History shows that racist policing has been around for at least 100 years in America. In 1919, the state militia was called in on the South Side of Chicago during race riots going on in the city.
Racist Policing in America
Police brutality and violence is nothing new in America. It has been around for more than 100 years, but current events have ignited an awakening of injustice. The recent death of George Floyd and other black Americans has led to the Black Lives Matter movement and thousands of protests across the country.
To understand the history of police violence in America, it’s important to look at past events. According to an article in the Chicago Tribune published in 1919, when race riots broke out on the South Side of Chicago, the state militia was called to the scene. As a result, many people were injured by police officers who used violent tactics to control the riots.
In a recent book written by Khalil Muhammad, The Condemnation of Blackness, the author talks about systemic racism that has existed in American since the times of slavery. He says it can be found within the criminal justice system, federal and state governments, law enforcement agencies, and every day walks of life. The book points out a vicious cycle in American history that started a century ago, when black people were arrested to prevent them from exercising their rights under the Fourth Amendment.
In 1919, a 17-year-old black boy, Eugene Williams, was stoned to death by white people after he swam into what they deemed to be the wrong part of Lake Michigan. In response, black people in Chicago started protests, and white people attacked them, resulting in over 500 people injured and 38 people killed. Afterward, the city convened a commission to study the causes of the violence.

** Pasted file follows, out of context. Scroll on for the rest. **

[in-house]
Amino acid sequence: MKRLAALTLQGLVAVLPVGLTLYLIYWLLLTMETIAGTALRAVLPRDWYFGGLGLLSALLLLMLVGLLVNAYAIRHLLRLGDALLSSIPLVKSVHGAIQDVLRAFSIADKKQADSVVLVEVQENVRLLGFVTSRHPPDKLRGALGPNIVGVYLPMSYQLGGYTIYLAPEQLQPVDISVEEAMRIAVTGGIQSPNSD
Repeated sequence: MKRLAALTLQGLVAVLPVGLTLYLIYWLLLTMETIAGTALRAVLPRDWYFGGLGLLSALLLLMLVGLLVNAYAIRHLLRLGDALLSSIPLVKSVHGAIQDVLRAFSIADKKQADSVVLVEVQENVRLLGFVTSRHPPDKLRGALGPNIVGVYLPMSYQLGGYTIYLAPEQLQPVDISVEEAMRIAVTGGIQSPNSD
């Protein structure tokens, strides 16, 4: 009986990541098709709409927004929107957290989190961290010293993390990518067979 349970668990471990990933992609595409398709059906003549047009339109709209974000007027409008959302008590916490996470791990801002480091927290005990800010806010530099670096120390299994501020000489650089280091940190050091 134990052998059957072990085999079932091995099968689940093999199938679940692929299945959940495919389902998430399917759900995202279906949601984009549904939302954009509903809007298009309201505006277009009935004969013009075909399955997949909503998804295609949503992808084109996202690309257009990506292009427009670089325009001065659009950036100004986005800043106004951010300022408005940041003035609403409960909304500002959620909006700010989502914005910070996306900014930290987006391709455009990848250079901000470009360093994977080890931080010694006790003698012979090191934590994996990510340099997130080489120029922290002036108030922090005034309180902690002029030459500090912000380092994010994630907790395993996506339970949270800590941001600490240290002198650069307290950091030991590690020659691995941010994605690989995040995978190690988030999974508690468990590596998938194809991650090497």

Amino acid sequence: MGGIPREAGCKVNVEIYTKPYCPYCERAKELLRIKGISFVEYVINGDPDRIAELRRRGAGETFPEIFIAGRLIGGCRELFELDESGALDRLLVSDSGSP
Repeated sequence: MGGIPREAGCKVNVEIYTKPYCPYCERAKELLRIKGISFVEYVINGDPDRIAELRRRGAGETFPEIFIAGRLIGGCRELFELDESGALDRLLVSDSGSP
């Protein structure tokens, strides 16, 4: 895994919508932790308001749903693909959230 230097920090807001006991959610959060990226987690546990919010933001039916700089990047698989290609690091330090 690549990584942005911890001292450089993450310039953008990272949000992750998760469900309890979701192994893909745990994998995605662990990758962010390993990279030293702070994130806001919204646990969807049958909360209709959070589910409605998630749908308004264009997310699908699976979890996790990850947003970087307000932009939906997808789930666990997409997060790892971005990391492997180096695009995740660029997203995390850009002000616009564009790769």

History shows that forms of racist policing and violence existed as far back as the 1600s when America was a British colony. White citizens of towns and cities developed a watchmen system where organized patrols would try to prevent crimes and maintain order as the slave population increased. Now 100 years later, racist policing in America has once again ignited national debates on racism and police brutality against blacks. In Minnesota, felony lawyers provide criminal defense for many innocent people arrested and charged with crimes. In many cases, defendants are acquitted due to misidentification, lack of evidence, and police coercion.